Thursday, August 9, 2012

The "Money Talk"

If you have a child getting ready to head off to college, there may be a talk you still need to have… the “money talk.” Financial planning is probably not the first thing on a college freshman’s mind, but that doesn’t lessen its importance. It is essential that incoming college freshman understand money management, credit, and budgets because financial mistakes made during college can take years to overcome.

Research shows that students that complete financial education courses in high school are more likely to save, less likely to max our their credit cards, and less likely to be a compulsive buyer. Unfortunately, only 14 states require a high school course in personal finance. This means that having conversations about money with your children at home are even more important.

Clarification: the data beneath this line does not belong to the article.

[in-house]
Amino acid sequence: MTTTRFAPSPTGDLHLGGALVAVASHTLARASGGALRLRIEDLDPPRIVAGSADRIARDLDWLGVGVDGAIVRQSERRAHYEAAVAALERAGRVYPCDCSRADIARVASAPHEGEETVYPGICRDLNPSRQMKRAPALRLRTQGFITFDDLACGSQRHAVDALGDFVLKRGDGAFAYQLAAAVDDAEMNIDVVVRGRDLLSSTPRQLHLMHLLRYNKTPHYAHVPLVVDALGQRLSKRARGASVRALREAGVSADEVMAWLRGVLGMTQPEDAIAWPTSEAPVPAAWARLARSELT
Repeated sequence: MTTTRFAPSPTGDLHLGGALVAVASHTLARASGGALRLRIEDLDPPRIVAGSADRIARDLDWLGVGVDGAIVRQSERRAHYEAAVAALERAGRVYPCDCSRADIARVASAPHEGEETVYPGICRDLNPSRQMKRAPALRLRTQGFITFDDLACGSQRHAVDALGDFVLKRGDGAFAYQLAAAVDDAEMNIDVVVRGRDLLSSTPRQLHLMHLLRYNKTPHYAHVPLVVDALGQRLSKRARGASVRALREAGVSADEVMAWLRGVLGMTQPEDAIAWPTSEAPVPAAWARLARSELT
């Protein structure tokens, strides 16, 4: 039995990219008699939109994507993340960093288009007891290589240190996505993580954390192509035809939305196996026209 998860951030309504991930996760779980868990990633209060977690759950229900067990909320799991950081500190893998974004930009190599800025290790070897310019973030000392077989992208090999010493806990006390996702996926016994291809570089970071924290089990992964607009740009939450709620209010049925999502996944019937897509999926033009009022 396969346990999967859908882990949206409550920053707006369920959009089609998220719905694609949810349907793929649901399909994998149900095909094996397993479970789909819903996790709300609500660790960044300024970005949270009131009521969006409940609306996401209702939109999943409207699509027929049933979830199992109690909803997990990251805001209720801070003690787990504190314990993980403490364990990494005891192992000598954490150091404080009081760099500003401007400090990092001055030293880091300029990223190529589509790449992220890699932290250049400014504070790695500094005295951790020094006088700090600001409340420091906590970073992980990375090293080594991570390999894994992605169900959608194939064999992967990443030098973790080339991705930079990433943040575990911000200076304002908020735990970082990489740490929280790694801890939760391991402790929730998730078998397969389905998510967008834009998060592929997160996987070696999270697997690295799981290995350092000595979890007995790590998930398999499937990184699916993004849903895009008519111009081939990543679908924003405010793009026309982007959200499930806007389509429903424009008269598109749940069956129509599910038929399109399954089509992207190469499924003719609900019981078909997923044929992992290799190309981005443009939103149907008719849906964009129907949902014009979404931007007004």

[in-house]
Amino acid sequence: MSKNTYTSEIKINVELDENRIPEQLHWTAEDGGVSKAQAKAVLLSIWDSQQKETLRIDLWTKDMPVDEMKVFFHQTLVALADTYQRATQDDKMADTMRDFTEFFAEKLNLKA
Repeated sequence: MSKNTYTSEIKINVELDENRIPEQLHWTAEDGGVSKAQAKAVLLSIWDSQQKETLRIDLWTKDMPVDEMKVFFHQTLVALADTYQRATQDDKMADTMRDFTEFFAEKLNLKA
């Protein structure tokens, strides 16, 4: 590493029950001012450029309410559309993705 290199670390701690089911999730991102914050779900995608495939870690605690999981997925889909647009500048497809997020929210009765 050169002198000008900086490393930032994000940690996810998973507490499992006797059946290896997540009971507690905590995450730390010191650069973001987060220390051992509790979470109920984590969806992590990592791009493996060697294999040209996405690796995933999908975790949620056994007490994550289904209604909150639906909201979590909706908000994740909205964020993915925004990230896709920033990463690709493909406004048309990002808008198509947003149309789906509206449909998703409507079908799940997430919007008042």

Understanding how to budget is one of the most important lessons a person can learn before entering college. Susan Beacham, the CEO of Money Savvy Generation says that, “Kids leave home thinking they can live at college as they did at home, and that’s not possible, is it? The standard of living they had at home will be different from the one they have at college.”

College freshman must adapt to a different standard of living, and the first step is to create a monthly budget. To make it easier to stick to the budget, put the budget on paper or a computer spreadsheet and specify times that the family can review the budget together. Beacham also warns that credit cards are very tempting for college students, so it is important for parents to establish what the card should and shouldn’t be used for.

If you have a child heading off to college this fall, don’t miss the opportunity to have the “money talk.” Susan Beacham says, “Financial planning is a huge life lesson that needs to be worked on to ease your child’s transition to having an independent financial life.”


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